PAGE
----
Ironically less than a week before I was scheduled to lead this hike a wildfire burned the forest here. I offered the option to my fellow hikers of going somewhere else, but the consensus was to go in spite of the fire damage. It turned out that the ash and snags were the least of our concerns.
Starting Thursday night we had a steady downfall of rain, so by the time we starting hiking Saturday morning the fire was very much out (with a few smouldering spots). However the ground was thoroughly saturated and with all the undergrowth burned away there was nothing to stop the water. For a considerable part of the day we were either hiking in water or mud.
The day started very chilly with some snow flurries that reminded me of falling ash. Several trees had strange yellow icicles created by the rainwater running over charred wood and then freezing.
The far end of the trail drops down into Bumpas Cove. (Originally called "Bumpass" Cove as on the historical marker. Supposedly it was so-called because the road was so steep you would bump your ass on the way down.) We saw some evidence of the old surface mines here.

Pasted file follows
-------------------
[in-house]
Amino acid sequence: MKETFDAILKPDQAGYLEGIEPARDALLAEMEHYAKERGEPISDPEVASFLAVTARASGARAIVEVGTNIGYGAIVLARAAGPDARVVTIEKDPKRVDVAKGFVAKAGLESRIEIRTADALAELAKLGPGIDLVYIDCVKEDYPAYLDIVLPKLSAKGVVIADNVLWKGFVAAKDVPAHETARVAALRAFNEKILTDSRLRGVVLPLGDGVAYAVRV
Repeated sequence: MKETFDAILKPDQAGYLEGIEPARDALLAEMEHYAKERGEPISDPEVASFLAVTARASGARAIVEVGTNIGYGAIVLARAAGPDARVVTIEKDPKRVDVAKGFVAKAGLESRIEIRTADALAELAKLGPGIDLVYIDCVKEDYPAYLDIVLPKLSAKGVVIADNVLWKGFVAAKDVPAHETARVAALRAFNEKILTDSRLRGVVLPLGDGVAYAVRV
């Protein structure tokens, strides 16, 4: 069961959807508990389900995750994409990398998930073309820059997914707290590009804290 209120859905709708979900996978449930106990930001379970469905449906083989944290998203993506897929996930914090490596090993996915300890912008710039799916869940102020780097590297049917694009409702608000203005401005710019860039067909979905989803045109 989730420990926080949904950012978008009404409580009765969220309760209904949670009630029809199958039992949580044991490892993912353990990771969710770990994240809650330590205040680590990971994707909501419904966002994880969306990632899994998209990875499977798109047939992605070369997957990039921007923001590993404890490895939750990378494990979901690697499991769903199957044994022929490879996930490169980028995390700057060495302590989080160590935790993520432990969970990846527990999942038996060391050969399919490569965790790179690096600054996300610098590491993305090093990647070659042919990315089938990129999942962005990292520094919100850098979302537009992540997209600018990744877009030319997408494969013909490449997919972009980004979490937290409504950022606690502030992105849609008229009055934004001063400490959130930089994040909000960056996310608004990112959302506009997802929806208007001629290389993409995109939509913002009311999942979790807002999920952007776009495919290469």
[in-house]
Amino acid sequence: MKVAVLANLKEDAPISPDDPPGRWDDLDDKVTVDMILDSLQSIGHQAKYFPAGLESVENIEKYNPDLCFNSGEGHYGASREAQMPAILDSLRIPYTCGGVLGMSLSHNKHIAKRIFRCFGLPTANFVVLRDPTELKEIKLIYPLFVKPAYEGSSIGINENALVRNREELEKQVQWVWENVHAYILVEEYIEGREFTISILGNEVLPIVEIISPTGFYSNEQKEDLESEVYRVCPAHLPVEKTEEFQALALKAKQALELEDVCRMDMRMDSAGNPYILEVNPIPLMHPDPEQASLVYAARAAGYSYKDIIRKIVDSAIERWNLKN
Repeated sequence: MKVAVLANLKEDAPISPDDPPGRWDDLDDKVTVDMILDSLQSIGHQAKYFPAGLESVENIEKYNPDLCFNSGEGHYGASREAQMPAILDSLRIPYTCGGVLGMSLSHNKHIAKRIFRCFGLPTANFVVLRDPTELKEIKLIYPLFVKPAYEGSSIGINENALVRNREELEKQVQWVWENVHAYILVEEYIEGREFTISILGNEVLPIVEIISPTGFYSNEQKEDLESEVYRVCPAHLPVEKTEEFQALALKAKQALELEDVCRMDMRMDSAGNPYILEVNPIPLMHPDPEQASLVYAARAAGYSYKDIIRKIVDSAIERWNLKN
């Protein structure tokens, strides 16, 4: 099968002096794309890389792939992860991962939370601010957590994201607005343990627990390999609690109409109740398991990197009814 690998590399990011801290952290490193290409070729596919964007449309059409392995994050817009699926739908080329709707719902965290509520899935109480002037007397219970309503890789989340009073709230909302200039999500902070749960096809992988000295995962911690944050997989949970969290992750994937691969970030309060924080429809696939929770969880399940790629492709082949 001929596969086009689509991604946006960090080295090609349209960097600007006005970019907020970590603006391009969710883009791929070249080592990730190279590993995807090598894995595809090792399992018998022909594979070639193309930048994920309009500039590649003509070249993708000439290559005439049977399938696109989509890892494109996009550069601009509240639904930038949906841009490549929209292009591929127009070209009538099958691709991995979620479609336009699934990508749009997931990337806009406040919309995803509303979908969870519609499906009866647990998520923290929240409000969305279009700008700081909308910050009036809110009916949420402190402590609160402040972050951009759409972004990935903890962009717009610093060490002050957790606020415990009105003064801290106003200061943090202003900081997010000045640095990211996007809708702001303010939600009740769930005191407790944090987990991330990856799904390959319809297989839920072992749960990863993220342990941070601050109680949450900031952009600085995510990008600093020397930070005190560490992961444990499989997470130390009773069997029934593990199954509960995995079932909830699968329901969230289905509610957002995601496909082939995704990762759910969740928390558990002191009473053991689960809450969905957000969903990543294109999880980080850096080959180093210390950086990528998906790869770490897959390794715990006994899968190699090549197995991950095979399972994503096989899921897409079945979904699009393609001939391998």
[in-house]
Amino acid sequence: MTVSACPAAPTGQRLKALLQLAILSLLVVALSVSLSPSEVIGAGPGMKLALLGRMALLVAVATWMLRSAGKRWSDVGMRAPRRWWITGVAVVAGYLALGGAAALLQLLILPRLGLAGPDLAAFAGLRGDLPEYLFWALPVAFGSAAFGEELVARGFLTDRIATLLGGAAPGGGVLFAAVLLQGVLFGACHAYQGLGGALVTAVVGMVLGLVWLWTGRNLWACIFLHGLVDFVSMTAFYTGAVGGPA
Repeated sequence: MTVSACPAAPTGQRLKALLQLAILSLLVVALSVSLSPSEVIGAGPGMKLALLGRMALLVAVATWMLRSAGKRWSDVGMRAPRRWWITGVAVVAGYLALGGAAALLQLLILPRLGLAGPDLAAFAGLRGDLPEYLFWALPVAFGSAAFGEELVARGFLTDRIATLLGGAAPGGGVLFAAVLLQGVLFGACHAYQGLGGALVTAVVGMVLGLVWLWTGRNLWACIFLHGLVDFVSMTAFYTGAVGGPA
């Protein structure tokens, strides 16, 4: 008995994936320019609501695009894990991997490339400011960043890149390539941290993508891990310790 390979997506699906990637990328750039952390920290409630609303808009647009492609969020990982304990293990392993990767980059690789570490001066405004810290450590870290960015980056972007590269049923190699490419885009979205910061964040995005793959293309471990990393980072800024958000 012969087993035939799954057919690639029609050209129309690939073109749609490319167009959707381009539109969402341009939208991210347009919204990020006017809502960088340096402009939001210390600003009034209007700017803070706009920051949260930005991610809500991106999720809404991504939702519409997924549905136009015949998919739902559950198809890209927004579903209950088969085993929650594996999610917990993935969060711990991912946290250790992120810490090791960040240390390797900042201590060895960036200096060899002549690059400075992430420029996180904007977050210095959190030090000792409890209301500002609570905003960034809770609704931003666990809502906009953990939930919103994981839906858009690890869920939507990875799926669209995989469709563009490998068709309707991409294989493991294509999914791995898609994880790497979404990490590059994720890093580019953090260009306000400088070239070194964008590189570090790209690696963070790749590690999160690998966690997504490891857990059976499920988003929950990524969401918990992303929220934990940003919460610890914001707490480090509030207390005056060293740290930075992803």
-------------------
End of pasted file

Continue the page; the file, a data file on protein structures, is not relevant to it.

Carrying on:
Though the original furnace was shut down in 1844, Bumpass Cove had a long history of iron, lead, zinc, and manganese mining. Operations did not cease in the cove until the 1950s. A waste management company operated a landfill here in the '70s. Local citizens raised concerns and suspicions about unauthorized waste deposits and the landfill was closed in December of 1979. The old landfill site was covered with a clay cap and can be seen from the trail.